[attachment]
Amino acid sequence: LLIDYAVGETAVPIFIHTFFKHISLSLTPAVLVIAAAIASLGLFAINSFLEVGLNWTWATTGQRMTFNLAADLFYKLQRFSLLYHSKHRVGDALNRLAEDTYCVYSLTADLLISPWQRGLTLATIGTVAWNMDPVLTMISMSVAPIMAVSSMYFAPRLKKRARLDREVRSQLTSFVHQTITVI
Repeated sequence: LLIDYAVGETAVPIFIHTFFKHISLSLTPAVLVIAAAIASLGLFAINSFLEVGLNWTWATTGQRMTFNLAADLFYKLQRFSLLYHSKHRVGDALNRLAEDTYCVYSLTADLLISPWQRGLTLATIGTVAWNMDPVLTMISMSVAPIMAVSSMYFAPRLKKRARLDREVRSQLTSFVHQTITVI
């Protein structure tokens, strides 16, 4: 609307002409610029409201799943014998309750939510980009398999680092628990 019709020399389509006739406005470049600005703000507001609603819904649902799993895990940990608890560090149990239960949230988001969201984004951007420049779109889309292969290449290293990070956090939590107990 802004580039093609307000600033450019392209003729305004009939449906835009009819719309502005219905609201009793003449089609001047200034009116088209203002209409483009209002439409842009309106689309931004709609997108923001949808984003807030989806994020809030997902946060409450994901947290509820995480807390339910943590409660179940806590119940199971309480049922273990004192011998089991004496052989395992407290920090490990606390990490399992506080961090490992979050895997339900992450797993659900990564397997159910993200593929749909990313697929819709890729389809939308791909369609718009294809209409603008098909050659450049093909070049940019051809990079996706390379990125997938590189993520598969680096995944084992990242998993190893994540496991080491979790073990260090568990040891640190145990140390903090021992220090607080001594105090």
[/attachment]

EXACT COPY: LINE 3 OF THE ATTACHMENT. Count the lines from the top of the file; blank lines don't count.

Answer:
């Protein structure tokens, strides 16, 4: 609307002409610029409201799943014998309750939510980009398999680092628990 019709020399389509006739406005470049600005703000507001609603819904649902799993895990940990608890560090149990239960949230988001969201984004951007420049779109889309292969290449290293990070956090939590107990 802004580039093609307000600033450019392209003729305004009939449906835009009819719309502005219905609201009793003449089609001047200034009116088209203002209409483009209002439409842009309106689309931004709609997108923001949808984003807030989806994020809030997902946060409450994901947290509820995480807390339910943590409660179940806590119940199971309480049922273990004192011998089991004496052989395992407290920090490990606390990490399992506080961090490992979050895997339900992450797993659900990564397997159910993200593929749909990313697929819709890729389809939308791909369609718009294809209409603008098909050659450049093909070049940019051809990079996706390379990125997938590189993520598969680096995944084992990242998993190893994540496991080491979790073990260090568990040891640190145990140390903090021992220090607080001594105090």